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May 28, 1999
'The boys have to fly dangerously low to the targets which makes them more vulnerable'
General Suneeth Francis Rodrigues (retd)
There are very few forces in the world whose soldiers are ready to die for their country. Ours is one of them.
When someone violates your territorial integrity you have to hit him so hard that he doesn't have the courage to do it again. Much as I would like to see the Indian forces to go after them, I think we have applied the correct strategy in dealing with the infiltrators in Kargil. We have seen in the past that whenever we have fought for something we believe in, they (Pakistan) have been driven away.
Our defence forces are far more experienced, and proud of its credentials. We really don't know the ground situation but in the given circumstances air strikes are exactly the right thing to do. It is very likely that ground troops may be asked to advance after the air strikes have weakened the position of the infiltrators. To ascertain the number of casualties among the infiltrators -- super critically this is next to impossible. Like I said it is very difficult to talk about facts and figures.
There is little disagreement that there are an excess of 500 infiltrators. It is also been established that they have entered our territory with deliberate plans. To flush them out -- to isolate them is easier said than done. The terrain is terribly inhospitable. There are barren, rocky cliffs. No civilisation. The air strikes are trying to clear the ground position from 15,000 feet above. This could be a preparatory move because it is not always possible for the ground forces to advance on one side along the steep ridge.
Pakistan says our aircraft entered their side of the Line of Control. Air Vice Marshal S K Malik has said the aircraft could have ventured into the other side after being hit -- in a tailspin -- anyone who is engaged in professional warfare knows that these kind of situations do occur. For the Pakistani information minister to say they have 'captured' one of our pilots is proof of their modicum of knowledge. We are not at war with each other. Humanitarian instinct demands that our pilot should be returned to us.
When you are aiming at a target there is always a probability of error. It happens in the most uniform of terrains. The range of difference (between target and where the aircraft strikes) can vary from 5 to 6 metres, in Kosovo there was sometimes a difference of 500 to 600 metres. In a hostile terrain -- the process of lining up with the target, flying steadily to pick the target -- is difficult. The boys have to fly dangerously low to the targets which makes them more vulnerable. In a military operation you always have to take into account the worst case scenarios. Murphy's Law is a fact of life.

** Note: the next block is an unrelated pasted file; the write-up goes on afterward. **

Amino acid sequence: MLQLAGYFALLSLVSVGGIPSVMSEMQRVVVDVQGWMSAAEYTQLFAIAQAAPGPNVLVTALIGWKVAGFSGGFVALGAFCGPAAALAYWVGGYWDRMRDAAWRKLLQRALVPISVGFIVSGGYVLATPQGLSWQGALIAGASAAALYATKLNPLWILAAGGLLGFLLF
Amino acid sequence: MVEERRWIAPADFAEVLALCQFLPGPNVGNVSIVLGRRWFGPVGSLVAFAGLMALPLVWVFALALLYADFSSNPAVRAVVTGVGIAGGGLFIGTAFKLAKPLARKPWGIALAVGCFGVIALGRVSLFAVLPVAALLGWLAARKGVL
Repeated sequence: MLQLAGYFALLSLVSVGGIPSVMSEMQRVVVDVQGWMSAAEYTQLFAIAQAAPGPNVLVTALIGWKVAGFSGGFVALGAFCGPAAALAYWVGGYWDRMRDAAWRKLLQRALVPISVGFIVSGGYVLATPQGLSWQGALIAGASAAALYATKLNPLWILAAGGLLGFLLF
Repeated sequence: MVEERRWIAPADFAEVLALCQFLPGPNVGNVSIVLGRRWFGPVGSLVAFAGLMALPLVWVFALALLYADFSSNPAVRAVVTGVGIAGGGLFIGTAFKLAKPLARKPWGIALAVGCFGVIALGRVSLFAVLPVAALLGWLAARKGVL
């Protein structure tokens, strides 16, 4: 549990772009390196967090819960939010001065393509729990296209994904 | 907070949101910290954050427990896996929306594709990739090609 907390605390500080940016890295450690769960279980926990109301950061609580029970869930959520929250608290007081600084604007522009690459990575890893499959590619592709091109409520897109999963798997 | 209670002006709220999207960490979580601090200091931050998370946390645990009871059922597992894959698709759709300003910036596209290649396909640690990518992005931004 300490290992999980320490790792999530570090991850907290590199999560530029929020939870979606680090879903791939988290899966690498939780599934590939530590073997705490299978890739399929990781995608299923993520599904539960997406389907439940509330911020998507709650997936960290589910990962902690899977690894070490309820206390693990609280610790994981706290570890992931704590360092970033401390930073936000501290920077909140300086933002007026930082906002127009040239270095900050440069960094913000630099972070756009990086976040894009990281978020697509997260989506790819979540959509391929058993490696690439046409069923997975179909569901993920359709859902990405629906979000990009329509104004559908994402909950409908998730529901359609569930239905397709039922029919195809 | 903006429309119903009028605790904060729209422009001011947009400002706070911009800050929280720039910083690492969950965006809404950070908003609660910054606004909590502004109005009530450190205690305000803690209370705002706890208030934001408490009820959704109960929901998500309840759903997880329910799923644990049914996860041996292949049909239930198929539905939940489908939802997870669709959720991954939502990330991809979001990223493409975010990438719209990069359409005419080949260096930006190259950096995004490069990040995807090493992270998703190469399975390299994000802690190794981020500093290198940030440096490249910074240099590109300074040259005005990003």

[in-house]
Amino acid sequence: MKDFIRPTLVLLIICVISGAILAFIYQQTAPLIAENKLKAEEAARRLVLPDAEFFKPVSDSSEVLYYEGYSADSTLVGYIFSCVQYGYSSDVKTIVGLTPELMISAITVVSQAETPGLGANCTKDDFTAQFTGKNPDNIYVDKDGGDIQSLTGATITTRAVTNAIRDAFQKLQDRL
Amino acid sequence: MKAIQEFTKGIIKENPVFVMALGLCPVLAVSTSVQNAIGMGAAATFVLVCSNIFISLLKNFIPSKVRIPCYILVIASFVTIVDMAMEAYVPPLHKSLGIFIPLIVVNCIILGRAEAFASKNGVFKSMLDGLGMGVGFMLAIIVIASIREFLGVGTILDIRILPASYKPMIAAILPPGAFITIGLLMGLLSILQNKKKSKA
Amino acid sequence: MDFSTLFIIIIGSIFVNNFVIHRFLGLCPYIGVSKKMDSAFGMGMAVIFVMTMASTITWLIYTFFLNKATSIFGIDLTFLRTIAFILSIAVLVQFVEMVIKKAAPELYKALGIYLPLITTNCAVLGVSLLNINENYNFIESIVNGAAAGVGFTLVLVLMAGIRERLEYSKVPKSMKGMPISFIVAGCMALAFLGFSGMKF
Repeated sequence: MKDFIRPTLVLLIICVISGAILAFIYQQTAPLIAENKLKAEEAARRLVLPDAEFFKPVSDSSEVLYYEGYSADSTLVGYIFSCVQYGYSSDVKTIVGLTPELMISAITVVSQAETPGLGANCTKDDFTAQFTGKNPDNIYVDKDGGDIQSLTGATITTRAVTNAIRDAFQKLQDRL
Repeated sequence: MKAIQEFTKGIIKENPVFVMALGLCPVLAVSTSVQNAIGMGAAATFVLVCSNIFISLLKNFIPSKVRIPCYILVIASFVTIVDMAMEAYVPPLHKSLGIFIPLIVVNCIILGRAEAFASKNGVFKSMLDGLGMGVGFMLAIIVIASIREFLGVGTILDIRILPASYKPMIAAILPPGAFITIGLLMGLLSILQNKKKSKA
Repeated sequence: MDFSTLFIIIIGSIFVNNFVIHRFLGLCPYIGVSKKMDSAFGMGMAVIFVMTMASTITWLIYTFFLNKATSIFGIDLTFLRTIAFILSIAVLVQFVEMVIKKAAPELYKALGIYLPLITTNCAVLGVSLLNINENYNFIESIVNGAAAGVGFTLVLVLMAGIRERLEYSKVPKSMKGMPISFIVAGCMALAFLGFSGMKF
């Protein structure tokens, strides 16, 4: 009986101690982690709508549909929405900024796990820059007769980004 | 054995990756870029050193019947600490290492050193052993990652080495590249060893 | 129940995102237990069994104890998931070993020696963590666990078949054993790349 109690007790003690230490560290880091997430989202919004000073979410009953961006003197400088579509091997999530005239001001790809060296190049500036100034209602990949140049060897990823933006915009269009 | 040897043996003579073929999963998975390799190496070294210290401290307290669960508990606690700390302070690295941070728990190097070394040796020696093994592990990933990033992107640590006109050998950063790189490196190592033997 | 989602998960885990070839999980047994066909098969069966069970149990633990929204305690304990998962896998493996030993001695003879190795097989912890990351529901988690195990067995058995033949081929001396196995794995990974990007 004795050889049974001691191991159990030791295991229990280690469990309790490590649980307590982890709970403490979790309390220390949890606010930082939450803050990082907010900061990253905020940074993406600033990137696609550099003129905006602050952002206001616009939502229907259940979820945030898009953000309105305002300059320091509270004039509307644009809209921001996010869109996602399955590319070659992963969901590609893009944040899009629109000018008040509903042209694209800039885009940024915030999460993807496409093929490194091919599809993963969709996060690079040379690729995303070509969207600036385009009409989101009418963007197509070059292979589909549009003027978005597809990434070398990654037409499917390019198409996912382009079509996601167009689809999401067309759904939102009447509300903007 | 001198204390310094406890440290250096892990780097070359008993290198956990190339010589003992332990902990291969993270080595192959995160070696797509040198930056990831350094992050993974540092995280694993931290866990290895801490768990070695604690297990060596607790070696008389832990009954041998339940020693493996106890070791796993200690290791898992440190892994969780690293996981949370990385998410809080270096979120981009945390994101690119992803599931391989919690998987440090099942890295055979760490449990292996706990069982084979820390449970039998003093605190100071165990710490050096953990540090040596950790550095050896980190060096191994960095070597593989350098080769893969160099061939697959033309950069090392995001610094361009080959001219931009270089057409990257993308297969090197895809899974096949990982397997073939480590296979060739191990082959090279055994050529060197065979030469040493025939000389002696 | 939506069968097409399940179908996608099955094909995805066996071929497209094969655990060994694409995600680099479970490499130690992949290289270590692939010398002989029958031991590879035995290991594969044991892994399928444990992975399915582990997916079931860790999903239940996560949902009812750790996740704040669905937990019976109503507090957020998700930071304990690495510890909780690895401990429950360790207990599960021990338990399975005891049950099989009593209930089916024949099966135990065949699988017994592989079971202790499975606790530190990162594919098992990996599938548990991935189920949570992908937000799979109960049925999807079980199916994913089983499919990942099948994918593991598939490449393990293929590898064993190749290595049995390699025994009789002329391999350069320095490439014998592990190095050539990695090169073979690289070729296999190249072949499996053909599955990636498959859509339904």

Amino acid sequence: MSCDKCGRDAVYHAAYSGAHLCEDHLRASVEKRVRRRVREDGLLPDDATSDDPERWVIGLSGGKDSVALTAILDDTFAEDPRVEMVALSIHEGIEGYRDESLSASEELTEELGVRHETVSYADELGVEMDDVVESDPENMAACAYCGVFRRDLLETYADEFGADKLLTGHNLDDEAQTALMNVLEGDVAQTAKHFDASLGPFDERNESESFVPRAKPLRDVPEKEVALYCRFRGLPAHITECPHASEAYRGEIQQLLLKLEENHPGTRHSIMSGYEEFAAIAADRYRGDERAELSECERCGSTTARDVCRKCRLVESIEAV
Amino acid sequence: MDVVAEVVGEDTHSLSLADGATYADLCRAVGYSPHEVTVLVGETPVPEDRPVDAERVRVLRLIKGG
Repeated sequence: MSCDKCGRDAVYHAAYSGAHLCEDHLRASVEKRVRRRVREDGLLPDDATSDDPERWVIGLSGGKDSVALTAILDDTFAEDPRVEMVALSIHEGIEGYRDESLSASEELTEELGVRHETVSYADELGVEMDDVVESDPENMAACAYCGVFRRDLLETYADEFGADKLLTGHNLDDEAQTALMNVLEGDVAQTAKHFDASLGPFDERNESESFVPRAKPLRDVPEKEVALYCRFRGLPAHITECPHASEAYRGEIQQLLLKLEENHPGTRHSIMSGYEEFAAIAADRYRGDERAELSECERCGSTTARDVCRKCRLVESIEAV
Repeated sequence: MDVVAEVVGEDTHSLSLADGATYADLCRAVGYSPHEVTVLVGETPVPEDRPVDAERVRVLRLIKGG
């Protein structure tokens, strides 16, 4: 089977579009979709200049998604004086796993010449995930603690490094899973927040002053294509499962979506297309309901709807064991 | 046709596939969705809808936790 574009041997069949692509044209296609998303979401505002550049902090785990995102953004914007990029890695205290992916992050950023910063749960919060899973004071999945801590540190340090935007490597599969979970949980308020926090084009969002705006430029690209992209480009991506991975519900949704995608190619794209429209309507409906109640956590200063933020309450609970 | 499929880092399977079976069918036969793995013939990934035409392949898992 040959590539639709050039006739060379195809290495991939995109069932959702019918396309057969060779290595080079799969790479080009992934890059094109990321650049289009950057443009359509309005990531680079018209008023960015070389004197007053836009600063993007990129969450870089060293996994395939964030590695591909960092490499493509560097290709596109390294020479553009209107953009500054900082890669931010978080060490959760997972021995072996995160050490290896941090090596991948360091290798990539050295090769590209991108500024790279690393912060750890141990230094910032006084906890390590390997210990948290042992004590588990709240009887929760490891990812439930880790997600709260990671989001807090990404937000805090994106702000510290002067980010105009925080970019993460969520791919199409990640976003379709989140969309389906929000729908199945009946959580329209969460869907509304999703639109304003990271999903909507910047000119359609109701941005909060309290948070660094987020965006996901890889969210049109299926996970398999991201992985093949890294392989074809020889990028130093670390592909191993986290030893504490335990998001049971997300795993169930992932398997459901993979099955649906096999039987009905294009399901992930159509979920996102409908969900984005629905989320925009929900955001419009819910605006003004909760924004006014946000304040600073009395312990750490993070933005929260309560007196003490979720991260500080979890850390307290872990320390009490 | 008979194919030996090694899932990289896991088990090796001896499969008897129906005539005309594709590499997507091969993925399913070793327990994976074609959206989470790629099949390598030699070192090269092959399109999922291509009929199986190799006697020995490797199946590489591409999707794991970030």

There are approximately 7,000 kilometres of undemarcated boundary at the LoC. I think there has been a lack of coordination in the intelligence services. On one hand we have Kasturirangan and the advances being made in satellite communications, on the other we have instances where information about the infiltrators couldn't be picked adequately. It was not as if there were only two men and a dog coming into our territory from the other side, here are over 500 men. Perhaps if this information was made available earlier, the defence strategy would have had more time to deal with the situation effectively.
Pakistan was qualified as a rogue state many years ago. This is a deliberate attempt by that State to change the LoC. The LoC does not qualify as an international boundary, so Pakistan thinks it can violate it with impunity without international cognisance. Pakistan is trying to publicise the issue because it is a State pressurised from all sides due to its internal matters -- there is Benazir Bhutto making allegations against the Nawaz Sharief government etc.
I don't think it'll be long before the world realises what India has been saying for so long about Pakistan. Sanity will prevail at some stage.
Former army chief General Suneeth Francis Rodrigues (retd) spoke to Archana Masih.
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